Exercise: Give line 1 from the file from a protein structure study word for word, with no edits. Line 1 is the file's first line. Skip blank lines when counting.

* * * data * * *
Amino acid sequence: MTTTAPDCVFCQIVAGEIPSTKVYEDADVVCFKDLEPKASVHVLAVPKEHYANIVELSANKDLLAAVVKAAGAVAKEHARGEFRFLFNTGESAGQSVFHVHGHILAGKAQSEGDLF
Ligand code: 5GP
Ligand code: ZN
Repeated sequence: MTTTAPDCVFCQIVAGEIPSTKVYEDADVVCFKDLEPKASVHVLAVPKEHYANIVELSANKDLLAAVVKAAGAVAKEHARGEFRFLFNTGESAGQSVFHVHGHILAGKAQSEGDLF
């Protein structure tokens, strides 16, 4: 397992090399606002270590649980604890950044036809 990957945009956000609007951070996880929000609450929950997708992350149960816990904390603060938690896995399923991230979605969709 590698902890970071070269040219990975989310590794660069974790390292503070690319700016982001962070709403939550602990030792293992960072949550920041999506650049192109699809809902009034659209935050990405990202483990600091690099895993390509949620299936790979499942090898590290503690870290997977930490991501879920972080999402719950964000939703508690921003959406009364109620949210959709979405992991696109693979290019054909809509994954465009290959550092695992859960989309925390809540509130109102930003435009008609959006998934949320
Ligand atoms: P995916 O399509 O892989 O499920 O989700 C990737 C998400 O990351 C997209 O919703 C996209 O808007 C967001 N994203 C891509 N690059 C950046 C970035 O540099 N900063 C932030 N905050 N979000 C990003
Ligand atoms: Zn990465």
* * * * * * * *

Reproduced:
Amino acid sequence: MTTTAPDCVFCQIVAGEIPSTKVYEDADVVCFKDLEPKASVHVLAVPKEHYANIVELSANKDLLAAVVKAAGAVAKEHARGEFRFLFNTGESAGQSVFHVHGHILAGKAQSEGDLF